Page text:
My own woundedness led the way for me to discover the grief sunk into my body and psyche, privately, but actually the practice of grief is not meant to be processed alone. When people lived in community, closer to nature and her ways, they had (and some still do) practices and rituals to process grief collectively. Plus, nothing is really personal, nothing is unique to you alone and when you dig deep enough and look a little further than your hoop with inquiring eyes, you would see that most of our individual wounds and traumas are directly connected to the whole and larger systemic degeneration or archetypal human condition which goes all the way to the core wound of humanity perhaps: the illusion of separation.  
If that is so, wouldn't it be more sane and commonsensical to hold and navigate grief together? 

"Grief has always been communal, always been shared and consequently has traditionally been regarded as a sacred process. Too often in modern times our grief becomes private, carrying an invisible mantle of shame forcing our sorrow underground, hidden from the eyes that would offer healing. We must restore the conversation we need to have concerning the place of grief in our lives. Each of us must undertake an apprenticeship with loss."
Francis Weller

To shake off our numbness and forgetfulness - the anesthesia and amnesia as Francis Weller calls it, two great sins of our time - we need to face our losses and grieve in a sacred manner. And we can only do this together, in each other's company, in circles as sacred containers of trust and intimacy, in community where we witness one another, in ceremony when grief is poured as prayer and medicine for the earth, for the ancestors, for the unhealed wounds of humanity. We need to be adamant about this because grief is a threshold, an invitation into deeper mystery and greater wisdom, into remembrance who we are and what we love. On the other side of the honoring of our grief lies the authentic joy of being, an ecstatic love of life and a luminous sense of aliveness and gratitude.
And this is the gift hidden, invisible to the unfaithful, only to be revealed after placing our grief on the holy altar of life. 

"If there is a way for everyone to grieve openly, I believe it will also diminish the blaming and shaming that goes on between the races. When you are in the presence of someone grieving you don’t see color anymore, it is a universal language. We are all in pain. There is no need to blame others. Blame, shame, and guilt come from being unable to express our grief properly. How can we pretend to be happy, peaceful and loving when we have so much pain and grief?"
Sobonfu Some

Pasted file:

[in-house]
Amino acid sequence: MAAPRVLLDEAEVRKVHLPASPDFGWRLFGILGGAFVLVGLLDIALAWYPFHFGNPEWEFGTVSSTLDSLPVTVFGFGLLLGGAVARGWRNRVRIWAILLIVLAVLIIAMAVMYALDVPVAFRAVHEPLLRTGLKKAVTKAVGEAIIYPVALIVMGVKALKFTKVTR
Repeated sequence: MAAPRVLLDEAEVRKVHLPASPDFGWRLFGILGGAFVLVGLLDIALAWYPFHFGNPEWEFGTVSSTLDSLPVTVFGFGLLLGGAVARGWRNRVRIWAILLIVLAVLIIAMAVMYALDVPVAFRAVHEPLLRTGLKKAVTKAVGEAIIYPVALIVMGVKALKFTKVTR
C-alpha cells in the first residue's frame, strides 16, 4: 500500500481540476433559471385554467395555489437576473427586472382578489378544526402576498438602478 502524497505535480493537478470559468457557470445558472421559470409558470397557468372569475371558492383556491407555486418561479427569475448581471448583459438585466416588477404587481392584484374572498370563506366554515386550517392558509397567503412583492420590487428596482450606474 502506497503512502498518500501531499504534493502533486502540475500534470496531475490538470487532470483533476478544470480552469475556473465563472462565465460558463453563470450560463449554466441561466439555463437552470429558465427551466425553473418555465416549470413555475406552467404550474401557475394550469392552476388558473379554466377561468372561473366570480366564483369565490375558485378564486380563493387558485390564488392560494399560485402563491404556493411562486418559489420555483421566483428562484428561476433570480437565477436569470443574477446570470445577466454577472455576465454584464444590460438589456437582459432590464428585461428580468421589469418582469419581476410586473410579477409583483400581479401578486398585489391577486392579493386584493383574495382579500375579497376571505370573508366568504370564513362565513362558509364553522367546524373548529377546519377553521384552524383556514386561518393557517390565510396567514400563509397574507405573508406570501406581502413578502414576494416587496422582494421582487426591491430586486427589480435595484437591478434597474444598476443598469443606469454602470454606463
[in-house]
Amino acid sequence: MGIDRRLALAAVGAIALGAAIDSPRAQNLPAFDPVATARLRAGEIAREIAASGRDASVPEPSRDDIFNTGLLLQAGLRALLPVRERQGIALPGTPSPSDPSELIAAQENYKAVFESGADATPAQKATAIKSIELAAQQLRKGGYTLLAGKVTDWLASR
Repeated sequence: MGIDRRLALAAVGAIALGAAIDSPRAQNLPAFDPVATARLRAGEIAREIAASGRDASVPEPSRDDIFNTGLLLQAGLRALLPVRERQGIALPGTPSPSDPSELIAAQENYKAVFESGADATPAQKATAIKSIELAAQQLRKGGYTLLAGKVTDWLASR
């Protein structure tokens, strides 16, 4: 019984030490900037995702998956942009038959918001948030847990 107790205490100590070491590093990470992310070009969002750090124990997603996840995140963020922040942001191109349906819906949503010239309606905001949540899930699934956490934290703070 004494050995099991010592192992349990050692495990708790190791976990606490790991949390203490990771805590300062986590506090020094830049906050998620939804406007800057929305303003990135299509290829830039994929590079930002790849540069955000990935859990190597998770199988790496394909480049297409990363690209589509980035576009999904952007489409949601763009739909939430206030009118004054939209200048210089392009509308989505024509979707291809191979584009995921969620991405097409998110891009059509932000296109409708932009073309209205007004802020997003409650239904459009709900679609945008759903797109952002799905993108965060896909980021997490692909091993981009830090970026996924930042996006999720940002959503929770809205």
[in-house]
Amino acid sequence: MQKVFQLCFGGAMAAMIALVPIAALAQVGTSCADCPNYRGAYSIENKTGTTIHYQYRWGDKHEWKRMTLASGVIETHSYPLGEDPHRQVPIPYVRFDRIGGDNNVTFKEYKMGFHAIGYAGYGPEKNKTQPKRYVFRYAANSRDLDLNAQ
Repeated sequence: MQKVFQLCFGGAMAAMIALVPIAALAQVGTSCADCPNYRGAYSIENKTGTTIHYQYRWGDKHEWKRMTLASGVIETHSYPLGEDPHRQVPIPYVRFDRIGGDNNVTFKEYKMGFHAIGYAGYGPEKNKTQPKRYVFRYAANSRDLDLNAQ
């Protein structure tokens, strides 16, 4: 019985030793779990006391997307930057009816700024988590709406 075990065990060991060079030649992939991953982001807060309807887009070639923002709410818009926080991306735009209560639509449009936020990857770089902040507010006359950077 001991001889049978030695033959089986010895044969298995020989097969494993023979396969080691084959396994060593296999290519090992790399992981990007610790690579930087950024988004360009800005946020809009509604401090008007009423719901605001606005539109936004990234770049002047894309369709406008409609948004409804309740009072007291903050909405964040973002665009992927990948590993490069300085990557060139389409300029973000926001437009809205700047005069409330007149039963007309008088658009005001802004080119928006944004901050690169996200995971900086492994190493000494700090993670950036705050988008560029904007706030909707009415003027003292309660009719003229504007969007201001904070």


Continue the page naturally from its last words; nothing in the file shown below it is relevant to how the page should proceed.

“When you have two centuries of people who have not properly grieved the things that they have lost, the grief shows up as ghosts that inhabit their grandchildren. These “ghosts” can also manifest as disease in the form of tumors, which the Maya refer to as “solidified tears,” or in the form of behavioral issues and depression. This collected unexpressed energy is the long-held grief of our ancestors manifesting itself and there is work that can be done to liberate this energy so we can heal from the trauma of loss, war, and suffering.”
Martin Prechtel


I've had my own share of private grief but it is the collective grief washing over us in my homeland right now that is urging me to look at this issue tenderly, faithfully and urgently. The escalating polarity and violence in society is spiraling into a vicious circle at an alarming speed.
We are "haunted by the ghost structures of old damage*".
Everything in our collective history - every wound, every trauma, every tragedy - that is untended, denied, neglected, left incomplete, rejected, forgotten and turned away from is pushing to the surface and penetrating our attention right this moment. 
I hear the ancestors calling louder and louder every day. 
Our collective heart is breaking open. 
If we kneel down by the fire of grief together and FEEL, remember what wants to be remembered,
acknowledge what wants to be acknowledged, 
see what wants to become visible and,
listen to what wants to be heard,
there is a strong possibility we will harvest the gifts of forgiveness, compassion, gratitude and reverence for Life and each other. 

The land and the ancestors are demanding it, let's see whether we, Anatolian peoples, are able to honor them. 

"The idea is to go there and come back. Alive. And it takes people to help you with that. It takes a VILLAGE."
Martin Prechtel

* Quoted from "Blessing" by John O'Donohue

Wisdom on Grief

with gratitude to

Sobonfu Some -
Malidome Some - 
Francis Weller -
Stephen Jenkinson -
Martin Prechtel -